Foliage discolouration is a sign that the trees are preparing for the cold season. The shorter days and cooler temperatures trigger an ageing process in the leaves whereby nutrients and chlorophyll – the green pigment responsible for photosynthesis in leaves – are broken down into their chemical components and stored in the trunk, branches, and roots.
Where do the autumn leaf colours come from?
After the green colour has disappeared from the leaves, colour pigments emerge that were hidden by the chlorophyll in spring and summer. Although these are also broken down in the autumn, this does not happen as quickly as with chlorophyll. The red pigment (anthocyanin) is produced in the leaves in autumn to protect the dormancy processes from overly intense sunlight. The brown colour only appears as the leaves begin to die.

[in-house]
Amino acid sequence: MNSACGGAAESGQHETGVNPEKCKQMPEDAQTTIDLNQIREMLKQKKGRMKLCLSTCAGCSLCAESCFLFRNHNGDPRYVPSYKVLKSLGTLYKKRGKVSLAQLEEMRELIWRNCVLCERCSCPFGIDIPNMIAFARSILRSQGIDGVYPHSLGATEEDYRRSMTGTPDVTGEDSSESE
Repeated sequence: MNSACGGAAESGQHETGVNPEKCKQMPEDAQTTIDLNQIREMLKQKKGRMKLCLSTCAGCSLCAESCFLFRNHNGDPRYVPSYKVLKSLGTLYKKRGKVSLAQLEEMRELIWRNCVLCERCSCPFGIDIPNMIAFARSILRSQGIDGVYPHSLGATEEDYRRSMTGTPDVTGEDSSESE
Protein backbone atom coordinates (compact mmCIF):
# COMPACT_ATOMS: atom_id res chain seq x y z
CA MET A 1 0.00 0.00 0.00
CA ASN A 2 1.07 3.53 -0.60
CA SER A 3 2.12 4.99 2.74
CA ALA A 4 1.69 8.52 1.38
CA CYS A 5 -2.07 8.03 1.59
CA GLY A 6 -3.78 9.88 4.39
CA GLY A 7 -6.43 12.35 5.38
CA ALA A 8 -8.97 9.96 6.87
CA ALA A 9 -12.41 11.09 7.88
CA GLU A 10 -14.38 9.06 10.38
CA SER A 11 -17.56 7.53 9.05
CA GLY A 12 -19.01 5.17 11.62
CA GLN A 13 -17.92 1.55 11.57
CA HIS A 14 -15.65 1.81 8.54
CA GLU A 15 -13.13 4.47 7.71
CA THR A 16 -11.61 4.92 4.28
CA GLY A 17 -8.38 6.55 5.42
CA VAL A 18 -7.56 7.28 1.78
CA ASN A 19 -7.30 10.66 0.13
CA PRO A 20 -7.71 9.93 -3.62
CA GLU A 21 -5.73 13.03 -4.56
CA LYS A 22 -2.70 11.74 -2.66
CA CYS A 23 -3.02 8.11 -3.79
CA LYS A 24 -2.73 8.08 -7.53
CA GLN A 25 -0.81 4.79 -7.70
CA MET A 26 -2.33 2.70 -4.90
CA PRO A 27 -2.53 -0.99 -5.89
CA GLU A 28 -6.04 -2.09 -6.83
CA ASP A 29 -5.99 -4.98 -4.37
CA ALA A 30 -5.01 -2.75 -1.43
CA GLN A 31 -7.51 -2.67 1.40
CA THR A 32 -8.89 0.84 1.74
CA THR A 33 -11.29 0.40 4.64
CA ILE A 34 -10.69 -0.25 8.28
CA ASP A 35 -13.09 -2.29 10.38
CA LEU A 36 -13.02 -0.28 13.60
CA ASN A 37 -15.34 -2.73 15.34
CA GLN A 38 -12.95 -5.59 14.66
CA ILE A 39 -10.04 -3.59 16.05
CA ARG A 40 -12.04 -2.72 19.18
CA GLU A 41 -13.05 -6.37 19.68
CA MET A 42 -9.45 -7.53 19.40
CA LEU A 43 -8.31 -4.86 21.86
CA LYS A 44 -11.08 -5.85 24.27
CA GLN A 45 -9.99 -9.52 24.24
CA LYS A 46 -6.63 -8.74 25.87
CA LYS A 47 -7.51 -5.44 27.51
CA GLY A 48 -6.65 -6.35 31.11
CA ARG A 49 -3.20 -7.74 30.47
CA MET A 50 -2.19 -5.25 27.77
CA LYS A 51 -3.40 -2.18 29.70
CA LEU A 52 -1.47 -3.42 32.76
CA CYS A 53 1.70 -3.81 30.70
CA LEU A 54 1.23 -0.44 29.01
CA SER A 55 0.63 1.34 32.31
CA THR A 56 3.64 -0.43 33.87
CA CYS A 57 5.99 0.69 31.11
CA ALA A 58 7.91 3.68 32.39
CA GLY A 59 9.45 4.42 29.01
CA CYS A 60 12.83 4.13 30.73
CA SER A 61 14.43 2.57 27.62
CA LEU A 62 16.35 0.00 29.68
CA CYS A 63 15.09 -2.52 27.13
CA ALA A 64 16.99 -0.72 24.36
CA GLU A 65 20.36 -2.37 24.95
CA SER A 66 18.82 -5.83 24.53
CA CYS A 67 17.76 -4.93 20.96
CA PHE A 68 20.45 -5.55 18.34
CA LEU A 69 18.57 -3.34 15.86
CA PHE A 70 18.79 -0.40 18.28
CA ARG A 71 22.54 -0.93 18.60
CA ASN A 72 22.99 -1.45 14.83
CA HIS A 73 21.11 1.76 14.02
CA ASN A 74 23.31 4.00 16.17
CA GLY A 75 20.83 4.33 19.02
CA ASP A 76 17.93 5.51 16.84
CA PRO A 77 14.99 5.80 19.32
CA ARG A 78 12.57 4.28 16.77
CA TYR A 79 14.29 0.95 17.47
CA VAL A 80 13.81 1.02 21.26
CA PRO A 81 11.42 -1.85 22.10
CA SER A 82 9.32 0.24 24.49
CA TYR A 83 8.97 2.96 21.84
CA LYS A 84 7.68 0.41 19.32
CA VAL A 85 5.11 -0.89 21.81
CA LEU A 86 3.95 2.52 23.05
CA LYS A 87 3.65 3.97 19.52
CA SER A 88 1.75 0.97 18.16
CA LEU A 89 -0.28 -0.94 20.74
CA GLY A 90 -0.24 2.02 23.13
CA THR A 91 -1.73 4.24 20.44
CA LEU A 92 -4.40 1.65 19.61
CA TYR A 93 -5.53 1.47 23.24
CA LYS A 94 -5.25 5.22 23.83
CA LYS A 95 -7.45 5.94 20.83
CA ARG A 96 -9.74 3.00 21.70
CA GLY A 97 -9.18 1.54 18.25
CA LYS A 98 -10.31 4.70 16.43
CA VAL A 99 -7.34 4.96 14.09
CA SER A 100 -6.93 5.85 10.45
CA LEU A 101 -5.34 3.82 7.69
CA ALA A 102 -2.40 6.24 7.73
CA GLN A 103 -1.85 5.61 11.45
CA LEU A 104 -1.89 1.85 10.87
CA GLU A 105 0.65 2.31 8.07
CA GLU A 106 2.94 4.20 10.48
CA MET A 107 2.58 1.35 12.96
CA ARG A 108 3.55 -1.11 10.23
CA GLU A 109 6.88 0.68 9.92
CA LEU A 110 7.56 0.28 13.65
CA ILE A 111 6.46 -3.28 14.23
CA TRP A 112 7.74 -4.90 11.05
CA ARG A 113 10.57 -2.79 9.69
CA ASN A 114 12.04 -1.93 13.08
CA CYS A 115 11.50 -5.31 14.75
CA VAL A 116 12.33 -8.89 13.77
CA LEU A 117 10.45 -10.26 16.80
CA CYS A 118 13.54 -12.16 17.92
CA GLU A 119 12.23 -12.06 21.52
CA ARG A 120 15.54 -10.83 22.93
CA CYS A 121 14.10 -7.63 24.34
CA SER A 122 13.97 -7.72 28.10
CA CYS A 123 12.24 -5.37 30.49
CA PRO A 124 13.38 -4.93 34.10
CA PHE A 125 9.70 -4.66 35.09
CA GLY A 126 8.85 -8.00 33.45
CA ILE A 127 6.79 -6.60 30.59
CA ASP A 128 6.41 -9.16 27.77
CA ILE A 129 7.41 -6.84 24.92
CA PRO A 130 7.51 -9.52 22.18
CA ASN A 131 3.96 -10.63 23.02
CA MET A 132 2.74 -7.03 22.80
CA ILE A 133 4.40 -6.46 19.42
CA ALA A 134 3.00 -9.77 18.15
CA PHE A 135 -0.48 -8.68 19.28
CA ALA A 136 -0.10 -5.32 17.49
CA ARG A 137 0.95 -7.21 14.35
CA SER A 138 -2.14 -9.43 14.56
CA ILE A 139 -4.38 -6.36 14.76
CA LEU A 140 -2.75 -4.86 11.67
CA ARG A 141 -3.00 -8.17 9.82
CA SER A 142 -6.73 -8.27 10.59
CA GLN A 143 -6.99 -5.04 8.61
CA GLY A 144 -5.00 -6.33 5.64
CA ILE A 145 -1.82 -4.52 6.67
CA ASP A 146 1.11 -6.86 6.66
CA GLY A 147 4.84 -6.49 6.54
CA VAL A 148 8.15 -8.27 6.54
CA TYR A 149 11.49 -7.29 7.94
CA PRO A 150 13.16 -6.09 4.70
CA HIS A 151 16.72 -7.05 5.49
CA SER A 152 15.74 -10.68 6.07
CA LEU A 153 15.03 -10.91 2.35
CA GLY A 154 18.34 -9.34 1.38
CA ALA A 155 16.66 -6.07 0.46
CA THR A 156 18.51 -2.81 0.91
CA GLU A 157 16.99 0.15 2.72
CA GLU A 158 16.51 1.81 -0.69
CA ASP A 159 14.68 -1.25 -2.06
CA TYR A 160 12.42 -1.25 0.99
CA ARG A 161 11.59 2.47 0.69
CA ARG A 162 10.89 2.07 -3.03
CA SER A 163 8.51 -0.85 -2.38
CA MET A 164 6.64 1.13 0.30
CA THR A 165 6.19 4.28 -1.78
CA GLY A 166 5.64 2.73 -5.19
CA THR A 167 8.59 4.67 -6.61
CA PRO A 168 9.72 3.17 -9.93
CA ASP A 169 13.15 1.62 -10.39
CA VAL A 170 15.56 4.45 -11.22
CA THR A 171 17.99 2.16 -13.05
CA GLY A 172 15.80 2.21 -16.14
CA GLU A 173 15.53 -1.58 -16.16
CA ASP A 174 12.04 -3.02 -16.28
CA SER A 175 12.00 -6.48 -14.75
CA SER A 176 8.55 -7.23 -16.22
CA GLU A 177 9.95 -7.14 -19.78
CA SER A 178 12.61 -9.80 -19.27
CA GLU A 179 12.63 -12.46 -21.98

A cork-like tissue forms between the leaf and the twig in autumn. The next strong gust of wind causes the leaves to fall to the ground, where they continue to decompose.
Each tree species has its own characteristic autumn hues. For example, larch, birch, lime and maple glow golden yellow. Beech trees display yellow, orange and brown-red hues. Reds are not as common on Switzerland's trees as they are, for example, in the oak and maple forests of the USA and Canada, famed for their spectacular displays of autumn colour. However, the intense reds do appear here on ornamental shrubs like the guelder rose, red dogwood and many others.